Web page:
A image can work as a wallpaper template if rendered with some settings that will enable novaskin to read the texture uv map from the player. Basically you need to use this special skin download and put it in a material that will not be affected by lights, so the colors remain unchanged in the final rendered image, if we get a pixel from the steve’s face, the pixel color is exactly the same from the skin texture.
skin without second layer
skin with second layer
This skin map the coordinates as red and green color components, red is U and green is V. The pixel from a coordinate x, y has the rgb color (red=x, green=y, blue: unused).
##Also check: spanish tutorial by @arcike999 ##
##Cinema 4D template
To simplify the process, we have a configured scene.
Download the template for cinema 4d novaskin-wallpaper.zip (1.3 MB)
This template has everything configured, all you need to do is to build a scene on top of that.
The player RIG is based on WeedLion’s rig, but we changed some things, updated the texture mapping, added some xpresso, object buffers and compositing tags.
###Create a scene
- I recommend you to start downloading the Cinema 4D Minecraft Packs and Rigs from WeedLion in the minecraftforum, watch some of the tutorials if you are new to this.
- There are some settings that are important
- In edit > project settings, keep linear workflow disabled. It is important!
- Use the steve from our template, make copies of them if your wallpaper has more than one player, or if you prefer, add the player preset as you did with the other resources from the minecraft pack.
- You can use your existing projects, but you will need to replace the players with this RIG, you will also need to configure the render settings manually, here are the step by step instructions.
- There are two render settings, you can check both of them in menu render > edit render settings.
- render the frame 0
- the background with anti-aliasing
- invisible players
- save the image as background0000.png
- render frame 1 and 2
- frame 1 is the player without the hat
- frame 2 is the player with hat
- anti-alias is disabled and it need to remain disabled.
- render a multi-pass image
- object buffer 1, this is a black and white mask of the player (frame 1) and only the hat (frame 2)
- material color, this is the raw player texture where from we extract the uv coordinates.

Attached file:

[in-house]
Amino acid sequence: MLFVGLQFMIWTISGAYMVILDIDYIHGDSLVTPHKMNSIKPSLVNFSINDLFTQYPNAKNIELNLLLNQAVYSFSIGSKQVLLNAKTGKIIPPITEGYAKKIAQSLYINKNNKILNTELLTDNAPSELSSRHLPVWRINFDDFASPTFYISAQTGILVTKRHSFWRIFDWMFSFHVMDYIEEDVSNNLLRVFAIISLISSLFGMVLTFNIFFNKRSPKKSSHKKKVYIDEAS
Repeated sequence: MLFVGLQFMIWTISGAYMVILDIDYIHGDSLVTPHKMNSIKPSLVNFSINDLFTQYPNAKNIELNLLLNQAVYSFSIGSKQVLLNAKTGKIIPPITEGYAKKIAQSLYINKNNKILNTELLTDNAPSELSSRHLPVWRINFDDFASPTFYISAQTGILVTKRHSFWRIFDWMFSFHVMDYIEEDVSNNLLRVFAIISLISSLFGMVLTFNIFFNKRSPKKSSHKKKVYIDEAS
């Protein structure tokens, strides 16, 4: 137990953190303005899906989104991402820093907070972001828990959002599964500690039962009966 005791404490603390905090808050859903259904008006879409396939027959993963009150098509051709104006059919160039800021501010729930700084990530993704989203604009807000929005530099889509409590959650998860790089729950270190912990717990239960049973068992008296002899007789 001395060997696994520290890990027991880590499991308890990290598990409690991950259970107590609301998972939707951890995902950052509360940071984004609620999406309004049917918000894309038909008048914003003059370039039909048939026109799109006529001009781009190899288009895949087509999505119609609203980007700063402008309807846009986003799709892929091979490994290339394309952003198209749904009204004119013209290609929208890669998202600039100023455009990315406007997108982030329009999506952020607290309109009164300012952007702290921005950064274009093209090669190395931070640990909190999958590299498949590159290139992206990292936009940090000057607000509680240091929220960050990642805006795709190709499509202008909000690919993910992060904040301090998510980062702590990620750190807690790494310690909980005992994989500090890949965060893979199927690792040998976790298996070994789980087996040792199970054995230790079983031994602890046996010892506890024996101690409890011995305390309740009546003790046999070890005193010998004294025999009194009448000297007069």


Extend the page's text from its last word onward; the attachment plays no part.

- illumination and ambient occlusion are used to apply light effects to the player.
- save the images prefixed by layer
#####Switch between render settings using the menu.
- select render background
- render to picture viewer
- wait the render to finish
- select render layers
- render to picture viewer
you can automate this task with the render queue.
###How to test
- go to the folder where the render output was saved
- open layer_matcolor0000.png and layer_matcolor0001.png in a image editor program (gimp, paint.net, photoshop) and export the image as png. This needs to be done in order to save the image with a color profile suitable for web.
- Photoshop: Open the images and click file > save for web.
- GIMP: Open the image, click file > export and replace the existing png image.
- paint.net: Open the image and save it.
- visit the wallpaper test environment.
- select all the files from the render output and wait for the wallpaper to be generated
- check if everything looks ok.
- the players in the wallpaper should have their skin replaced with the test ones.
- if the wallpaper looks good, send all of the backgroundxxx.png and layersxxx.png to to email@example.com
- you can also upload the files here (.zip files please, also include your contact information in a text file), also send an e-mail with your contact information and the wallpaper name.
- include a title suggestion, your name, your contact info (like a link to your website)
- I’m planning to make a better upload system, but by now e-mail works fine.
- you need to select PNG-24 when saving the images for web in photoshop
not png-8 as shown in the video, sorry for the confusion.